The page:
a. Interface Name—Select the name of the network interface associated with the authentication server from the Interface Name list. For this example, select inside.

b. Server IP Address—Type the IP address of the AAA server. For this example, the IP address of the first host to add is 172.16.0.1.

c. Timeout—Type the number of minutes after which the ASA should give up on the request to the primary AAA server and sends the request to the backup server if there is one. For this example, use the default setting, 10 seconds.

d. RADIUS Parameters group—Configure the parameters in this group box. For this example, accept defaults where they exist. You must supply the server's secret key and the common password.


Note Only RADIUS servers use a common password.


e. Server Authentication Port—The server port for user authentication. The default port is 1645.

f. Server Accounting Port—The server port for user accounting. The default port is 1646.

g. Retry Interval—Select the number of seconds to wait before attempts to connect. The default setting is 10 seconds. For this example, use the default setting.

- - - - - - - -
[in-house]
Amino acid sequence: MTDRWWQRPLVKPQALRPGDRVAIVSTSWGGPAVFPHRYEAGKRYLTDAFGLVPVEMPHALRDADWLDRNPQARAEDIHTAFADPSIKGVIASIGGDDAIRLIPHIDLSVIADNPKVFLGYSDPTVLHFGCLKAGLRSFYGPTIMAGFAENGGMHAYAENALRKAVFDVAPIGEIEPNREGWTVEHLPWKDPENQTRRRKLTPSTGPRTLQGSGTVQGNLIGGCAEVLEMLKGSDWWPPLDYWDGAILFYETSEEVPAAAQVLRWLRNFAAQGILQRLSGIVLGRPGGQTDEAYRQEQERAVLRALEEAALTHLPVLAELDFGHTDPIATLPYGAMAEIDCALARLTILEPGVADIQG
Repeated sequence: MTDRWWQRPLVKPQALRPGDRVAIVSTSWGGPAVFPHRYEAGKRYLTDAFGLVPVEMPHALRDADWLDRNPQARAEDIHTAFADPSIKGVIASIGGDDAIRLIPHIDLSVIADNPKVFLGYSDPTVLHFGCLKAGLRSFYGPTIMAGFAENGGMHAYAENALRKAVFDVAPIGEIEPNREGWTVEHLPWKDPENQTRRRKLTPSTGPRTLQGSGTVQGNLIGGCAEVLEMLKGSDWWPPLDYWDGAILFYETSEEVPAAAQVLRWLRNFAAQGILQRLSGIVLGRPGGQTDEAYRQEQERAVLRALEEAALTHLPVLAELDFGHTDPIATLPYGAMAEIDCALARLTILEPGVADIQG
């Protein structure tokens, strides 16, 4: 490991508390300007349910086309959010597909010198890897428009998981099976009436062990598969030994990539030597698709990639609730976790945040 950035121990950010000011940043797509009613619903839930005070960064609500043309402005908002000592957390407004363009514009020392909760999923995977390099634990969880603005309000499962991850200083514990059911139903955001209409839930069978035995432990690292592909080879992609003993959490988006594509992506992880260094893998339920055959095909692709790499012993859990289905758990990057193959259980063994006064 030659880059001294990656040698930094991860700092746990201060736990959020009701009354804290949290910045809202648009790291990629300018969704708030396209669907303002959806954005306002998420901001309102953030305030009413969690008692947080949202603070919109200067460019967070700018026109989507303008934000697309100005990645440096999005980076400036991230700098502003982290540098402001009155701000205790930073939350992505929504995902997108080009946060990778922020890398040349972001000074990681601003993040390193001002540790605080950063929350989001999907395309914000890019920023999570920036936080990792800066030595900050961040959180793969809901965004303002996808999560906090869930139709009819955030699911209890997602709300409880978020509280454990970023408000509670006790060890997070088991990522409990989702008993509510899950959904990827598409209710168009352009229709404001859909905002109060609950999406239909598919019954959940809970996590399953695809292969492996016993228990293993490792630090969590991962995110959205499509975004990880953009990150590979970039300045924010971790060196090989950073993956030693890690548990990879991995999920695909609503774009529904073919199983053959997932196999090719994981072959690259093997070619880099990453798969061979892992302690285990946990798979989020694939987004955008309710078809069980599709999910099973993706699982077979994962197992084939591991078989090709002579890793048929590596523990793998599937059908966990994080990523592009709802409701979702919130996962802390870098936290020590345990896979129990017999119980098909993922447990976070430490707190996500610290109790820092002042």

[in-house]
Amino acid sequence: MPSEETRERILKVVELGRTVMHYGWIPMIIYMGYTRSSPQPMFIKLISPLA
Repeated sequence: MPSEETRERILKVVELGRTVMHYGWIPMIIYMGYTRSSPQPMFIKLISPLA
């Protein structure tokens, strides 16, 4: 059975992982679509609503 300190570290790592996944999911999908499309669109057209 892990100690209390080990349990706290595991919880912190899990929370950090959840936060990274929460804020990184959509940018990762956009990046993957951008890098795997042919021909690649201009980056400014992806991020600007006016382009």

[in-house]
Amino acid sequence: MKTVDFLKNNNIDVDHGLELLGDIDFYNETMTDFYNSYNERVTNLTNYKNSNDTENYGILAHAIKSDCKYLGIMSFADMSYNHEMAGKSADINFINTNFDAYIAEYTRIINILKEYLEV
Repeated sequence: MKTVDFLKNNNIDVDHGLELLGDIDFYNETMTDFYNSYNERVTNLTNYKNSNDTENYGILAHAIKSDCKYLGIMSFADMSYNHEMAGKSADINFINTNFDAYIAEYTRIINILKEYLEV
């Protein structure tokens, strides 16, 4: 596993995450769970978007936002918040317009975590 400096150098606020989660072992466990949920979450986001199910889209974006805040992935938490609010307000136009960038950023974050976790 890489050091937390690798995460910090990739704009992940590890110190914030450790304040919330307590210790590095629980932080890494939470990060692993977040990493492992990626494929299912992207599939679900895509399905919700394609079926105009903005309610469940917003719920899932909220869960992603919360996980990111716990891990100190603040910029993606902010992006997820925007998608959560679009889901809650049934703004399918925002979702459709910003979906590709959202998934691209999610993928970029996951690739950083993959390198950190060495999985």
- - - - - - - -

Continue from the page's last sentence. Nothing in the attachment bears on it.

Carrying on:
h. Server Secret Key—Enter the encryption key, which is case sensitive. In this example, the key is x5*zbrct.

i. Common Password—Enter the RADIUS common password. In this example, the password is 12345678.

j. ACL Netmask Convert—Choose Detect Automatically, Standard, or Wildcard. In this example, choose Standard.

Step 4 After specifying the settings, click OK and Apply.


Following the same procedure, add the remaining two hosts to the AAA server groups.

Adding a Tunnel Group for Remote Access Using External Authentication

Finally, add a tunnel group. For this example, the name of the tunnel group is ACSRadiusGroup. The name of the AAA server group is ACSRadiusServers.